Principles of Thinking Styles ACTIVE AND REFLECTIVE LEARNERS How can active learners help themselves? How can reflective learners help themselves? SENSING AND INTUITIVE LEARNERS How can sensing learners help themselves? How can intuitive learners help themselves? VISUAL AND VERBAL LEARNERS How can visual learners help themselves? How can verbal learners help themselves? SEQUENTIAL AND GLOBAL LEARNERS How can sequential learners help themselves? How can global learners help themselves?

26 3.2.1 Principals of Thinking Styles
Styles can vary across the life span. Styles are measurable. Styles are teachable. Styles valued at one time may not be valued at another. Styles valued in one place may not be valued in another. Styles, on average, are not good or bad -- it's a question of fit. We confuse stylistic fit with levels of ability. People differ in there stylistic flexibility. Styles are preferences in the use of abilities, not abilities themselves. A match between styles and abilities creates synergy that is more than the sum of its parts. Life choices need to fit styles as well as abilities. People have profiles (or patterns) of styles, not just a single style. Styles are variable across tasks and situations. People differ in the strength of their preferences. Styles are socialised.

27 4.0 Scenario GOALS WHY ACTIVITY Explain/understand why repetition is
needed. To put the problem in some context. Students comprehend problem. Students write a program without a repetition structure. KNOWLEDGE Demo/explain different repetition structures. To put structures in a more defined context. Give a problem. Ask students to code it in all repetition types. APPLICATION Discuss why and when one structure might be more appropriate than another. To get the students thinking of these structures in terms of problem solving. Give a problem. Ask students to select structure and justify choice. EVALUATION Have students learn debugging strategies using repetition as a catalyst. To develop debugging /logical problem solving strategies. Have an in-class find and fix competition. Logical errors, syntax, and run-time. ANALYSIS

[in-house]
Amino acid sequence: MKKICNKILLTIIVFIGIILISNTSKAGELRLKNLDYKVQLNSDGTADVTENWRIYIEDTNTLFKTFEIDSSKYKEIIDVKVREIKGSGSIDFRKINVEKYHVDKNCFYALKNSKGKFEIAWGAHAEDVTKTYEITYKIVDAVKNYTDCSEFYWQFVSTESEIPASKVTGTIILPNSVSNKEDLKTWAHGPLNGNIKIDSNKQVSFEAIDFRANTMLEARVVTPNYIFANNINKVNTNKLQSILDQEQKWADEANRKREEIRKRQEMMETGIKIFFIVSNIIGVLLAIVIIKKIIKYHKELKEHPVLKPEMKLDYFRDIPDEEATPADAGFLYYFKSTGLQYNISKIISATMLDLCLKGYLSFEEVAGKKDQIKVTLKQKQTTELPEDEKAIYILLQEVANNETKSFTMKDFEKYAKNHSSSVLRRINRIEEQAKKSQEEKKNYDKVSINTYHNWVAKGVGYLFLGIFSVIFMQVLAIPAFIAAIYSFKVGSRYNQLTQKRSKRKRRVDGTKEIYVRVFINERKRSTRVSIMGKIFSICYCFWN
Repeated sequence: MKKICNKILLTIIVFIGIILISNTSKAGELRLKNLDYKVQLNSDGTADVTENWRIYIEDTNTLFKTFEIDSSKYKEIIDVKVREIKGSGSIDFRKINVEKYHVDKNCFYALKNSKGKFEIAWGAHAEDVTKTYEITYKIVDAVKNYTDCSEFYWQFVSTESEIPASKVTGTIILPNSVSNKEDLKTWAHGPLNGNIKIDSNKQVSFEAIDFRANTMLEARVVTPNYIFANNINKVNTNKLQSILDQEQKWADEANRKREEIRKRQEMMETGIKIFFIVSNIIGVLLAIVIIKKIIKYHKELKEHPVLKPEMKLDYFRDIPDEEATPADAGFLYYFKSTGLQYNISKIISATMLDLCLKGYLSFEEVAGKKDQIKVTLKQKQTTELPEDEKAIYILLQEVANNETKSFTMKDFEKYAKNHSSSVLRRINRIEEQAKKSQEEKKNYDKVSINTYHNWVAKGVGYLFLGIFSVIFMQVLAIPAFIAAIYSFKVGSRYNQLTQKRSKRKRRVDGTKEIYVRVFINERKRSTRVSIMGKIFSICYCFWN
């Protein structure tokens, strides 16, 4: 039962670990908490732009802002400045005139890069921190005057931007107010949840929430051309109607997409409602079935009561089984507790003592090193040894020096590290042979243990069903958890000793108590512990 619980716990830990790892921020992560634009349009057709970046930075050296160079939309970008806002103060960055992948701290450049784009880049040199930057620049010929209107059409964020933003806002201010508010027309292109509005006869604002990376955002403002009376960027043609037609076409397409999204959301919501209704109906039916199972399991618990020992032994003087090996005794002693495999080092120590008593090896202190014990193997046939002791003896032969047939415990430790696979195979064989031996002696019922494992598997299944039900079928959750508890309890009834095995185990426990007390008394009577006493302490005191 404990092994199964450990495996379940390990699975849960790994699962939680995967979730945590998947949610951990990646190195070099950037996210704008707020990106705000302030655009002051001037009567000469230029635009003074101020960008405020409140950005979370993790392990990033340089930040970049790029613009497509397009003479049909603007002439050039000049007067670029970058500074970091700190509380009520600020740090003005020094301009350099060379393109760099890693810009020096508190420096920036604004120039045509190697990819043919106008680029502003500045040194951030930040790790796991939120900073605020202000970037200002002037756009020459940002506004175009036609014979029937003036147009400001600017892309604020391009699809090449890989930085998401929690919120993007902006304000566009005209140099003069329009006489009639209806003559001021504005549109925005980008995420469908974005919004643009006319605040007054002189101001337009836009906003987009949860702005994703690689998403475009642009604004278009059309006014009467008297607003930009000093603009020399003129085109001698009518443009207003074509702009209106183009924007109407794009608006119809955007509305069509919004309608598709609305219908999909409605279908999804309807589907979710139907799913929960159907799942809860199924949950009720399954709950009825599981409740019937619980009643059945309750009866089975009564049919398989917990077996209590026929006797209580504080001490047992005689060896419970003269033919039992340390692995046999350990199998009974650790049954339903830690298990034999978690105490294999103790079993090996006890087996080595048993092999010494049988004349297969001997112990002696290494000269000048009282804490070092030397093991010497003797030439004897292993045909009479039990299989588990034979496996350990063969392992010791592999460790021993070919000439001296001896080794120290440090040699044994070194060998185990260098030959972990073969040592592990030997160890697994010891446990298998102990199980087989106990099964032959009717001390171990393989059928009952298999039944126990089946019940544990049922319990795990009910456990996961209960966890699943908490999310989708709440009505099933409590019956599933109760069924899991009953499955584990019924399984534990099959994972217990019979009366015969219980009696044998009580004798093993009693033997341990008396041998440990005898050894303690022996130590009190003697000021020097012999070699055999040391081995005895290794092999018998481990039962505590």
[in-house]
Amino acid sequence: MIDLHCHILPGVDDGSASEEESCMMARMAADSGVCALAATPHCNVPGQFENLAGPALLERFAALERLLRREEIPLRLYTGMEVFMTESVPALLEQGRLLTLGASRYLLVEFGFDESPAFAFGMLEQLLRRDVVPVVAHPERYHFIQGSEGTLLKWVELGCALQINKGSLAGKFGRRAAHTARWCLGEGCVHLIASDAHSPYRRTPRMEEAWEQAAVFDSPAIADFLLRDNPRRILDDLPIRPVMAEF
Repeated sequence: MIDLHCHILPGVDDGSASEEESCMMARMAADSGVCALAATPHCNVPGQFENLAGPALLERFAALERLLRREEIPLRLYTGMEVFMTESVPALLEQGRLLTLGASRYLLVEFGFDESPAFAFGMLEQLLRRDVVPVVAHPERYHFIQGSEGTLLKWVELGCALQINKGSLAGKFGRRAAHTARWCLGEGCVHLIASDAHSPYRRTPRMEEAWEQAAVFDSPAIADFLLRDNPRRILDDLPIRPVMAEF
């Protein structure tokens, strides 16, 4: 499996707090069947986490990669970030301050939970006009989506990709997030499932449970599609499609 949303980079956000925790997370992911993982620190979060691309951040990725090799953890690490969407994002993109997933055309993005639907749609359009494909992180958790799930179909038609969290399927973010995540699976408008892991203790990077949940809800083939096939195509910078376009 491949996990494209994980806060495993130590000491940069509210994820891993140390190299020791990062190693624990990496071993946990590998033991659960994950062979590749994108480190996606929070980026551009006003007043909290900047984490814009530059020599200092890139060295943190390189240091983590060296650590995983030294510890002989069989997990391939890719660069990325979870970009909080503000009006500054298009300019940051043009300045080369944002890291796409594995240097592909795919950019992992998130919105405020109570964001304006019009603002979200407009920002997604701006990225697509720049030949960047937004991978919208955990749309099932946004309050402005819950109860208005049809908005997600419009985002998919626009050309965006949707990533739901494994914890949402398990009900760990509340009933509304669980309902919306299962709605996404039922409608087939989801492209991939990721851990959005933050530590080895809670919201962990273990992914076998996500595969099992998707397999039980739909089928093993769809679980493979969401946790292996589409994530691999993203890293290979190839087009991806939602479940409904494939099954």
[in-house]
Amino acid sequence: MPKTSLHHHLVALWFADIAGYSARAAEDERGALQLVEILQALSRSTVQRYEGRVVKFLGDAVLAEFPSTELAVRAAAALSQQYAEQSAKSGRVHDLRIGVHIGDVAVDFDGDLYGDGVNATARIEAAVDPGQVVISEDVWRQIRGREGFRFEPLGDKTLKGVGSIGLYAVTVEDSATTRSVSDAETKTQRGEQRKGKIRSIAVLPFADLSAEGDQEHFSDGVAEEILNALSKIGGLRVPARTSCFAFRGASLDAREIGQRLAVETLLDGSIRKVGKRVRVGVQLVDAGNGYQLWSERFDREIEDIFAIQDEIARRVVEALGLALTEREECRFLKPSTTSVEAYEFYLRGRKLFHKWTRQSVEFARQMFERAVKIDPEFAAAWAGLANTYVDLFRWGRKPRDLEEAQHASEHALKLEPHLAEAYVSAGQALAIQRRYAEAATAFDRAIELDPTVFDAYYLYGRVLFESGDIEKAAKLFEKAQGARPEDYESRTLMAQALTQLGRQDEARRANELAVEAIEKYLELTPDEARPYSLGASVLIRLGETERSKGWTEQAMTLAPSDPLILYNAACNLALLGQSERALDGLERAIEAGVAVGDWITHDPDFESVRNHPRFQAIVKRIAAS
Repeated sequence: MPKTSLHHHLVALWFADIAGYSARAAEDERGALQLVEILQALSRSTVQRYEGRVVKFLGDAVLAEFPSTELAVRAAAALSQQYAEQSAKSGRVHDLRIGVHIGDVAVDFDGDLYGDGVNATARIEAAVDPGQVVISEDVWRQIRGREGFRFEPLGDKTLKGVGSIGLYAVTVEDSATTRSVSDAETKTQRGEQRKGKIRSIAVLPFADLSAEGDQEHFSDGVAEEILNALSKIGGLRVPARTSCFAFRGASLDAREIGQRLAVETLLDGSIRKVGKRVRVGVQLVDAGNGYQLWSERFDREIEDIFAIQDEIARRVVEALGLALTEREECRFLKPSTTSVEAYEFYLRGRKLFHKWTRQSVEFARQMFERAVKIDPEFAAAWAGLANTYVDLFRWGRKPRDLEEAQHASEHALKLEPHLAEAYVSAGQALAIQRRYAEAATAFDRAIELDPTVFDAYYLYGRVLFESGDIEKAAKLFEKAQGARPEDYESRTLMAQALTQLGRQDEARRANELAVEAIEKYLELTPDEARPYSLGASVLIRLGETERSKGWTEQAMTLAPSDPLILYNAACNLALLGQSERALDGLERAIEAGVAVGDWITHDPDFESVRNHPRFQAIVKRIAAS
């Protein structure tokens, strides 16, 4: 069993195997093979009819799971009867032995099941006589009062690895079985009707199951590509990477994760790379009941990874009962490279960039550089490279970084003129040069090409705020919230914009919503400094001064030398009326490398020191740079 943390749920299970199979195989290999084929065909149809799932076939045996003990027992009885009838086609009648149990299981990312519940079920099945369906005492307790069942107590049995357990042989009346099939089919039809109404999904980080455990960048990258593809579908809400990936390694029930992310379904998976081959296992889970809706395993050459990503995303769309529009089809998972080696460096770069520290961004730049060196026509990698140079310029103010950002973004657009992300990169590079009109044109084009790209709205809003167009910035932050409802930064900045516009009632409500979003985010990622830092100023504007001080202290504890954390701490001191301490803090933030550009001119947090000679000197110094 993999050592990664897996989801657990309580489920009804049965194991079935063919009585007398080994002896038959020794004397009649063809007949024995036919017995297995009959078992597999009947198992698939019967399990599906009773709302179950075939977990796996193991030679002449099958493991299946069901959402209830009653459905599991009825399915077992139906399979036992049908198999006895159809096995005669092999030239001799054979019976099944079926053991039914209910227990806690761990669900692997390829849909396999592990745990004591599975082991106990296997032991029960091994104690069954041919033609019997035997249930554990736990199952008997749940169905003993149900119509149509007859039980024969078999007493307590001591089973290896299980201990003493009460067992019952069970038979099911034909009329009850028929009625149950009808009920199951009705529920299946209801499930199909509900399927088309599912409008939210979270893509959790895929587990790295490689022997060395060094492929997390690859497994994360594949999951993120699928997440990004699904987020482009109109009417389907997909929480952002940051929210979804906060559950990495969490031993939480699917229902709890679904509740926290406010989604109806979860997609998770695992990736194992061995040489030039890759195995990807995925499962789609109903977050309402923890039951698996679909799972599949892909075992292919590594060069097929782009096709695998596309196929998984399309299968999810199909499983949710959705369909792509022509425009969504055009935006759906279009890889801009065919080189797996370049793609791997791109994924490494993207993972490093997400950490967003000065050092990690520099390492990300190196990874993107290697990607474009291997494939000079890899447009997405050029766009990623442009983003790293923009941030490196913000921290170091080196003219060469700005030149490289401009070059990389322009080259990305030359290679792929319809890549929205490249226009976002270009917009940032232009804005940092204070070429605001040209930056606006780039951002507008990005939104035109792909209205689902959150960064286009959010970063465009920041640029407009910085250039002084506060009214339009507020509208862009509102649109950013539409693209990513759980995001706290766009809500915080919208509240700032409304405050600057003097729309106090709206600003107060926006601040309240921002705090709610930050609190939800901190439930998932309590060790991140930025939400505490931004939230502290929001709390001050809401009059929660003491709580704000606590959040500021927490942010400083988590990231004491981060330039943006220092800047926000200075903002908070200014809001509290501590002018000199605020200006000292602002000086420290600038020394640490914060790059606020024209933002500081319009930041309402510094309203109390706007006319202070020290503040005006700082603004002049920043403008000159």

28 Bibliography Educational Psychology Interactive < Valdosta State University, Georgia, USA. Recommended for GILD members Looking at Carl Rogers (Humanistic Theory) < Learning to Learn < Recommended for GILD members The Next Step Teacher Education < Theory into Practice: TIP < Resources in Science and Engineering Education < Recommended for GILD members

29 Bibliography cont. How People Learn, Expanded Edition John Bransford et al Full book online at < Recommended for GILD members -- if you can only fit in one item on learning, make it this book. It blends theory and practice into a very readable, useable resource. Funderstanding: educational products for kids. < Great Expectations: Leveraging America's Investment in Educational Technology < Integrating Technology in Learning and Teaching. Pat Maier and Adam Warren. Kogan Page Limited, London, UK